There has perhaps not been a more maligned player in college hockey this season than Northeastern sophomore goaltender Ryan Ruck. A year after taking over the starting job and being between the pipes for the program’s first Hockey East Championship in nearly three decades, he’s struggled to find consistency and let in his share of soft goals.
He’s the only goaltender in the tournament who won’t have his NHL rights owned by a team come July, but if he can find confidence with a few early saves, he could help the Huskies find their way to the late game next Monday.
After three seasons of falling in the shadows of Jimmy Vesey, this season has finally been Alexander Kerfoot’s time to shine in a Crimson uniform. The senior from West Vancouver, British Columbia has nine goals and 18 assists for 27 points in 22 games played which ranks 17th nationally.
A 2012 NHL Draft selection of the New Jersey Devils, he is undersized, but he has above average speed and exceptional vision. He does a good job of creating time and space for his linemates by using his quickness to separate from defenders.
Facing one of the most explosive offenses in college hockey, junior goaltender Merrick Madsen might be the most important player in the game. The 6-foot-5 Acton, Calif. native is a draft pick of the Philadelphia Flyers.
His development path took him on stops to Proctor (N.H.) Academy and the Minot Minotauros of the North American Hockey League before arriving at Harvard. He has a .918 save percentage, and he’s the better goaltender on paper in the game, but he’s not at the level of either starter in the late game.
Long Island has become somewhat of a hockey hotbed over the past decade, and the Islanders dominance in the 1980s probably has something to do with that. Adam Fox is yet another player to hail from “The Island” to make a splash in college hockey rinks.
The Jericho, NY native leads all defensemen in Division I in points per game. He’s second in assists per game for all players and ranks third in points per game among freshmen.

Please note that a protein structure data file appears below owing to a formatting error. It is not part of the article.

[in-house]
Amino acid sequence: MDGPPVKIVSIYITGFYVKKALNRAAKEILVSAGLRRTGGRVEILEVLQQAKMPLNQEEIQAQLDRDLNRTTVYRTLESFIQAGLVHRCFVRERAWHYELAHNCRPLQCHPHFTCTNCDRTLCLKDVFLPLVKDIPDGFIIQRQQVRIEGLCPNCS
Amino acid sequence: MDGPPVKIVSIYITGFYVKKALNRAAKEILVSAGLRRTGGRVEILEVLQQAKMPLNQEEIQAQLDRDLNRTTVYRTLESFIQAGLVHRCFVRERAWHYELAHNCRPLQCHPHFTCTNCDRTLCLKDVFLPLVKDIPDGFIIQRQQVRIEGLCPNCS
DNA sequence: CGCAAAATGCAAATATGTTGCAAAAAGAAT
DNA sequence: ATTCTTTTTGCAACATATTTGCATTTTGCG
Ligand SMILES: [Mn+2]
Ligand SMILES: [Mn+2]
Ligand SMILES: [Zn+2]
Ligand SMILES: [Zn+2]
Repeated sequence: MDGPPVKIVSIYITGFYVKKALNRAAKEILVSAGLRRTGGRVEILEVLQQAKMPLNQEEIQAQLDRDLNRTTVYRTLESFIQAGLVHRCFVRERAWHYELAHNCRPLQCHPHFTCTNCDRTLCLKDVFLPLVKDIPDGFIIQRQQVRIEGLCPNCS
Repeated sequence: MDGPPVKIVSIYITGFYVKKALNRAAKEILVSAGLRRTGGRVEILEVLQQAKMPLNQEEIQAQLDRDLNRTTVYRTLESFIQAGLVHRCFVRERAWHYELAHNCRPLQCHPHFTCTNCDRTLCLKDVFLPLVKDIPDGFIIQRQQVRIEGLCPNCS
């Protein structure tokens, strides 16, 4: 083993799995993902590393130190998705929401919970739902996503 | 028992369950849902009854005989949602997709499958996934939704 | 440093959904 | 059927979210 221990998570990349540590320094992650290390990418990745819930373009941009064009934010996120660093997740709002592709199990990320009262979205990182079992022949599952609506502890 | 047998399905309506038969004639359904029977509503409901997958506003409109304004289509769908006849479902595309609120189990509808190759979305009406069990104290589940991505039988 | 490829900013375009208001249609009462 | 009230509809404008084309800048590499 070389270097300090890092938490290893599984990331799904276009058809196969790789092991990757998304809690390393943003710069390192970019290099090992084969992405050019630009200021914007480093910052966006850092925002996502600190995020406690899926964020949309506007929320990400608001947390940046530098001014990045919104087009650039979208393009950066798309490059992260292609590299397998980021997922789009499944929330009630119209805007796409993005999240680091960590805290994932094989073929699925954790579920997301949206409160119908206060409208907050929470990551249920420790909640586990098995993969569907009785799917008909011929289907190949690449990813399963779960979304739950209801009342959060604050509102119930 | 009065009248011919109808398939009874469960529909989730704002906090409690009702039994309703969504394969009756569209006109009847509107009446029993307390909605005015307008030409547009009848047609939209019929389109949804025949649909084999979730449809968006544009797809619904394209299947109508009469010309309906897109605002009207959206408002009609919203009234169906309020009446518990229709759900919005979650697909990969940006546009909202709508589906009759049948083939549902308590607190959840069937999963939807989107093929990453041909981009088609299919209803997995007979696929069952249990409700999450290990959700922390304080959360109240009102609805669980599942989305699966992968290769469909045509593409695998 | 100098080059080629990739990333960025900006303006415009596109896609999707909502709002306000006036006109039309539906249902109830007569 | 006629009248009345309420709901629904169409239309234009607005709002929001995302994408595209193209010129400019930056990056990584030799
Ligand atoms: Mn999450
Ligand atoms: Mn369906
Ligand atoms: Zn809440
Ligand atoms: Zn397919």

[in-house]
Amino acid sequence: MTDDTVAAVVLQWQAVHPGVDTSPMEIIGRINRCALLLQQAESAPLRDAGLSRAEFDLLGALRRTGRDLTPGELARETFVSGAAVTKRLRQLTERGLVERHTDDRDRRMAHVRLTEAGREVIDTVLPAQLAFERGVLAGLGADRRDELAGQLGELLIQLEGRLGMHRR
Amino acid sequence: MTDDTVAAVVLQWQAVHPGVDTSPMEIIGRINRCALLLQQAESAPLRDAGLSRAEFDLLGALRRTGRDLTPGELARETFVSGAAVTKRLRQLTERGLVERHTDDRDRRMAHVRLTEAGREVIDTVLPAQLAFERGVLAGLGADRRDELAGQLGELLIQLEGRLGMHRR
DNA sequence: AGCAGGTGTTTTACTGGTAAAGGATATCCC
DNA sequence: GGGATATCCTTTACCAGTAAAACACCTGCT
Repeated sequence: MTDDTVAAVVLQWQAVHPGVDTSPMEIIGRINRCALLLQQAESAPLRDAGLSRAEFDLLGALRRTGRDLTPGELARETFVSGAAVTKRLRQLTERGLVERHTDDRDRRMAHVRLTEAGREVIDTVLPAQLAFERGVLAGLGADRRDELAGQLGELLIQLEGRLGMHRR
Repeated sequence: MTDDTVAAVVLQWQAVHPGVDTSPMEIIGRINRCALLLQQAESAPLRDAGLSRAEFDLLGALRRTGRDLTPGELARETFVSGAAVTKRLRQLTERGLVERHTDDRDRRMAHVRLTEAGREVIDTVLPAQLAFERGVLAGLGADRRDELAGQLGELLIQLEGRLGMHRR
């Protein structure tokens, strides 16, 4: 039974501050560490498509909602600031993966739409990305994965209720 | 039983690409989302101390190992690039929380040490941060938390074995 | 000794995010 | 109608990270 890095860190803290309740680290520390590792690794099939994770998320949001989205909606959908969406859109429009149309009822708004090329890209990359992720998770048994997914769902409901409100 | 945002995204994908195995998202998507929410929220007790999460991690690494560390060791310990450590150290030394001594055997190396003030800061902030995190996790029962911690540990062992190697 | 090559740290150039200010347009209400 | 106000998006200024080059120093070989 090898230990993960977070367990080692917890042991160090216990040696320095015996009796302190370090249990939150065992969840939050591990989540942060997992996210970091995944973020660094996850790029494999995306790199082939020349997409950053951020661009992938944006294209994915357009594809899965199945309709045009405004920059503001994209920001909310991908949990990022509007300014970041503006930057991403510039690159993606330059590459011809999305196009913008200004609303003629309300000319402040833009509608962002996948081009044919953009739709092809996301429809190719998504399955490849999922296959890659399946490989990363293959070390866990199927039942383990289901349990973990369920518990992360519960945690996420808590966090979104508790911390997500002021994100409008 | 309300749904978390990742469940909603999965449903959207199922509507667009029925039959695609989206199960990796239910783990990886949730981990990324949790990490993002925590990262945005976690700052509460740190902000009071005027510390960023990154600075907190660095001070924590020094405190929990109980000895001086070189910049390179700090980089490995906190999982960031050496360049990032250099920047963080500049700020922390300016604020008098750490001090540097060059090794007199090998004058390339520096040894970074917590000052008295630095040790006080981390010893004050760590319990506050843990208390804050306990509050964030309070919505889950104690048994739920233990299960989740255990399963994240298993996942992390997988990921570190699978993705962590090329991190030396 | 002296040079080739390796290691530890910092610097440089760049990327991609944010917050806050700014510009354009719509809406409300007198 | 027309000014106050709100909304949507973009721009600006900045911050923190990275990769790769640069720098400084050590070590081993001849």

The Calgary Flames prospect is undersized and has defensive limitations, but his ability to skate, move the puck and think the game offensively are dynamic.
Boston University (18-7-2) vs. Boston College (18-9-2)
8:00 ET, NESN
The most historic and greatest rivalry in college hockey will be showcased once again in Monday’s late game. The Terriers swept the regular season series last month with 2-1 and 3-0 wins over the Eagles.
There is no more dynamic player in the 2017 Beanpot than Boston University freshman forward Clayton Keller. The Swansea, Ill. native and seventh overall pick of the Arizona Coyotes possesses game-changing speed, hands and overall offensive skill set.
He was hampered by an early season knee injury, but has 13 goals and 16 assists for David Quinn’s club. He’s scored at least a point in 14 straight games, including two goals and three assists over the past two contests.
Don’t be surprised if Jakob Forsbacka Karlsson plays a key role in this game. The Stockholm, Sweden native has been held scoreless in four consecutive games, but before that he had a seven game point streak. He scored a hat trick in BU’s 5-4 overtime win over Union with seven players missing at the World Juniors. A few days later, he took center stage, scoring the first two goals of the game at Fenway Park.
A 2015 second round pick of the Boston Bruins, he could be playing on the same ice he might call home someday. His skating has further progressed, and he’s added an offensive element to his game to go along with being one of the most responsible two-way centers in college hockey.